Verde Valley

            It seems that the longer we stay around in a place the longer it takes us to get ready to leave. As if there was a scientific exponential formula dictating our delays. Being in Flagstaff about a month, the end product of that equation was high. We struggled to get things shipped away, get our bikes in working order and say goodbye to the friends we made. In a feeble attempt to overcome the inevitably sluggish departure we enlisted one of Flagstaff’s finest, Blair, of Team Hobo, to bike over and wake us up at 8 AM for breakfast. It was worth a shot.

            We did not leave until after dark, but knew better than sticking around another night. We would as so many folks warned us, “become permanent residents.� Which wouldn’t necessarily be a bad fate, as Flagstaff is a great place to be, but does not further us towards our goal.

After zipping around on trails for a month on a short bike without gear, the weight of my fully loaded Xtracycle was quite a burden. “How did I ever ride with all this crap on my bike?� I silently questioned, while wincing in pain.

So many things I had learned to take for granted, like being able to shift while ascending a hill. The steep driveway of our friends’ house forced me to stop, throw up my kickstand and hand pedal my bike into an easier gear. We rolled out of the residential zone and I began to get a feel for my new Surly Instigator frame and Thudbuster Seatpost, two drastic changes to my world. I had been having a lot of lower back pain and was hoping to switch up the geometry of my bike so I wasn’t leaning so far forward. My old titanium frame was a mid 90’s racing bike that was in no way conducive to cycle touring. The thin titanium tubing was remarkably flexible, and even functioned as passive suspension, particularly with all my gear. My new thick tubed steel frame designed for freeriding and lasting a lifetime, was as sturdy as could be. The Litespeed titanium frame felt like a wet noodle compared to this new ride. I knew it was time to get a different frame after Sean destroyed his Dean Titanium frame at the 24 hour race near Tucson. The last thing I want to do is get stuck in a foreign country without any way to fix my bike. Steel can be welded with just about anything, by just about anyone, whereas titanium requires space-age precision and is prohibitively expensive.

            The first night of riding was largely on paved roads, so that we could still get out of the town at night and ease back into the physically demanding lifestyle of off-road mountain bike touring. And we assumed we’d need to be easy on our newest member, Nate, who quickly proved that he was more than capable to hop on a 125 pound bike and ride. Even with Nate riding in front of us at times, we were still feigning sympathetic interest to the new guy as we chose the easier route to the town of Strawberry. He had been spending his winter tele-skiing and was in perfect shape to seamlessly integrate into the bike journey.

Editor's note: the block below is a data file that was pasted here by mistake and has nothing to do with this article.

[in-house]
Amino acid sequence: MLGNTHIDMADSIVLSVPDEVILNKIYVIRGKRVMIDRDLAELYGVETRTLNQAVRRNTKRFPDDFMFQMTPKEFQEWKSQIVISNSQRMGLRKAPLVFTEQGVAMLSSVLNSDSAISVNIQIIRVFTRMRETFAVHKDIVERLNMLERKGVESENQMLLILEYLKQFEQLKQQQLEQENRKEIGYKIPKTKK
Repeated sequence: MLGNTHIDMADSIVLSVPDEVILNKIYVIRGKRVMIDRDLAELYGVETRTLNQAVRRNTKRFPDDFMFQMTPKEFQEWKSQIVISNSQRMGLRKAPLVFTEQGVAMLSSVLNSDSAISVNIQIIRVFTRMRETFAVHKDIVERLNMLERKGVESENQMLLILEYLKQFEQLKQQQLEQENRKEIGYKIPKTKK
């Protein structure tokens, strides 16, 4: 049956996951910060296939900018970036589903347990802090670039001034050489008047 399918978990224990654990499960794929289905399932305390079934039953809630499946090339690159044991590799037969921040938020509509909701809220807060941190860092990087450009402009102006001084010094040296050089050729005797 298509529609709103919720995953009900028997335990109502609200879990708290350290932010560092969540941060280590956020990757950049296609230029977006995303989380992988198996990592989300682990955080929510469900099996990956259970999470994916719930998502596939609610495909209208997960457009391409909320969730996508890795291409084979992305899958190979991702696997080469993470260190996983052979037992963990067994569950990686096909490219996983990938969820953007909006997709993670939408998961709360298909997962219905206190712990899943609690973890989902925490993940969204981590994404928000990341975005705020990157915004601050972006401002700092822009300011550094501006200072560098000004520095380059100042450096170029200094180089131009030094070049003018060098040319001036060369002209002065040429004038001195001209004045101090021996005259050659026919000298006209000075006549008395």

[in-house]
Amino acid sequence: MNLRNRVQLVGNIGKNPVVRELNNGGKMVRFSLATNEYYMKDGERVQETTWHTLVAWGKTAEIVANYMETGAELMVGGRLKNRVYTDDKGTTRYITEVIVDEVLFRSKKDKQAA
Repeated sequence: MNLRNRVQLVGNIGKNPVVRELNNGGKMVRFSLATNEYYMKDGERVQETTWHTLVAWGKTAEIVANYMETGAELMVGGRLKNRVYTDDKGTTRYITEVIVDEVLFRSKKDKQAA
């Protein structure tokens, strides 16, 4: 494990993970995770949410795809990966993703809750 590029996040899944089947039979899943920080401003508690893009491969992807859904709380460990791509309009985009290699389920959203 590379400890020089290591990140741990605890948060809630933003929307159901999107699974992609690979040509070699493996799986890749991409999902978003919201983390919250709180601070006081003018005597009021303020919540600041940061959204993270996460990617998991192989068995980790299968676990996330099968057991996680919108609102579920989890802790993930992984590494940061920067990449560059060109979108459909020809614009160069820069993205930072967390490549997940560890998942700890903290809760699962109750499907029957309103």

3 bikes makes a crowd, and 4 makes a gang, not sure what 5 makes, but imagine we’ll know soon enough. Our campground was far more substantial with another Xtracycle and friend lounging around. I met Nate on a rafting trip on the Tuolomne River the summer before he came to UCSC, and had been friends ever since. He was a fellow “woodsieâ€� in Santa Cruz, having built and lived in a treehouse during his time at college. When I began the trip last July, I was leaving behind an extensive group of best friends, and it was nice to reconnect with that.

            We rode mostly on pavement to Strawberry, and I had repeatedly encountered tremendous fatigue while trying to ride at pace with the group. I couldn’t ever remember having to exert so much, and I struggled to keep up, at times pedaling while they were merely coasting away from me. In Flagstaff, I tried to ride a bunch, but without the gear. I feared I had just gotten soft. It got to the point where I had to rest, and it finally occurred to me to check my bike. The spring that causes tension to the brakes came out on one side and was pulling the brake pad into my rim, creating constant friction (and probably ruining the rim as well). It was bad enough to happen once, but I managed to repeat this same scenario 3 times that day.

            The traffic on the road was mild most of the way and gradually ascended throughout the day, reaching the edge of the Mogollan Rim before dropping a few miles directly into the Strawberry Lodge. Sean & Goat were patiently waiting for us outside, but I didn’t know because my vision was fixed on the Taco Tuesday sign declaring “All You Can Eat Tacos� for 6 bucks.

            The last time we sat down in the lodge, we had just climbed up at least 3500 feet of elevation in about 8 miles of muddy trail. It was supposed to be all you can eat fish & chips, but they claimed to have run out of food when we were just getting started.